Currently, therapeutic interventions for stroke are limited and those that are effective are limited to administration relatively soon after the insult. New therapeutic interventions are needed that can be administered in the hours and days following a stroke that improve long-term outcome. Repetitive waves of spreading depression (SD) have been argued to contribute to ischemic infarct development in animal stroke models and recently strong evidence has shown that these repetitive spreading events occur in human stroke patients for a period of days following the onset of an ischemic insult. Each SD imposes a massive metabolic challenge on neurons and astrocytes as ionic balances are greatly disrupted. When combined with metabolic compromise in peri-infarct tissue, the additional severe metabolic load of SD is likely to contribute to tissue death. Finding ways to limit the onset or the consequences of SDs in the ischemic brain has therefore become a major goal of current research. Using genetic mice lacking Zn2+ in synaptic vesicles, I have shown a large amount of synaptic Zn2+ release with each SD event generated in hippocampal slices. Zn2+ can accumulate in postsynaptic cells following presynaptic release and it is known that excessive accumulation of Zn2+ is highly toxic to neurons and glia. These observations lead to my overall hypothesis that synaptic Zn2+ release during SD contributes to neuronal injury in ischemia models. Experiments in Aim 1 will characterize the synaptic release of Zn2+ in neocortical tissues using acutely prepared slices from wild-type mice or mice lacking vesicular Zn2+. Additional studies will be performed to investigate the consequences of Zn2+ released by SD in an in vitro ischemia model. Studies in Aim 2 will utilize a potent vasoconstrictor, endothelin-1 (ET-1) to induce an in vivo focal ischemic lesion shown to induce repetitive SDs. Using this model, I will determine whether synaptic Zn2+ release is significant during SD in vivo, and determine the consequences of synaptic Zn2+ release on ischemic lesion volume in this model. Zn2+ is known to be neurotoxic in the post-ischemic period;however, the source of Zn2+ is not. This proposal aims to investigate where the Zn2+ is originating and sheds new light on the contributions of synaptic Zn2+ release during SD in the post-ischemic period. The added training and experience that this project will give me will help me to obtain my overall career goal of becoming an independent investigator and make significant contributions to the stroke and neurodegenerative fields.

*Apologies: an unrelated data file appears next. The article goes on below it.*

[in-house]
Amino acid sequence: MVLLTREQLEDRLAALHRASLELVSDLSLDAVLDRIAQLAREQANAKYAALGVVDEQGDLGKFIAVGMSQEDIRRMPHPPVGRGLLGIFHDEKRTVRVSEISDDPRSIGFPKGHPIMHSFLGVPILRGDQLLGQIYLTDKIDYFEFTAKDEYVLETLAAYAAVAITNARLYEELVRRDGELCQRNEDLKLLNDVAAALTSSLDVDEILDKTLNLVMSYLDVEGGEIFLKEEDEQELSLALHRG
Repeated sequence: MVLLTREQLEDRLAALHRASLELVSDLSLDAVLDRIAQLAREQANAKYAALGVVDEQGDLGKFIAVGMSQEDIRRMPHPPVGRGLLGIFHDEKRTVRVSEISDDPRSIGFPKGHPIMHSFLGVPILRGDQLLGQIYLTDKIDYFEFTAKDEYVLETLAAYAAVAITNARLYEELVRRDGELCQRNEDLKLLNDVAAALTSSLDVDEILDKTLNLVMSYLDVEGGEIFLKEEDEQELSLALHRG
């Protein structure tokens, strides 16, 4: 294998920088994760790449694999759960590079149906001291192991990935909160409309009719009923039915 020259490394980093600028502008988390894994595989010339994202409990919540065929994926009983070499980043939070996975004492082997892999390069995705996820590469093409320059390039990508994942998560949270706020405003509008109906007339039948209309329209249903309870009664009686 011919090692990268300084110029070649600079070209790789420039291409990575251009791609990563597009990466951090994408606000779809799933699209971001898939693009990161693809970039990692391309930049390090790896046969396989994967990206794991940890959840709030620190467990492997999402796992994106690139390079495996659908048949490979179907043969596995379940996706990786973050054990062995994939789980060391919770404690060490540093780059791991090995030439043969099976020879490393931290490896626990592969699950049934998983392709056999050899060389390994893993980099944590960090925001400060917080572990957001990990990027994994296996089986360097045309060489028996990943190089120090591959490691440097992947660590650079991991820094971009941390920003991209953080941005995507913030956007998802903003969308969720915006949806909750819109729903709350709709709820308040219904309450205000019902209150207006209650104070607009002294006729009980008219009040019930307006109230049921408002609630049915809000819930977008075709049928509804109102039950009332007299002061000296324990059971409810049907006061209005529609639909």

Public Health Relevance

Following a stroke, waves of inhibition of brain activity spread from the initial site of injury and contributes to the enlargement of the ischemic injury. The research in this proposal is designed to investigate mechanisms by which these events lead to tissue death. If successful, these findings should contribute to the development of novel therapeutic interventions that can be applied to a much larger population of stroke patients than is possible with current treatments.

National Institute of Health (NIH)
National Institute of Neurological Disorders and Stroke (NINDS)
Predoctoral Individual National Research Service Award (F31)
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Special Emphasis Panel (ZRG1-F01-L (20))
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Bosetti, Francesca
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University of New Mexico Health Sciences Center
Schools of Medicine
United States
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Carter, Russell E; Seidel, Jessica L; Lindquist, Britta E et al. (2013) Intracellular Zn2+ accumulation enhances suppression of synaptic activity following spreading depolarization. J Neurochem 125:673-84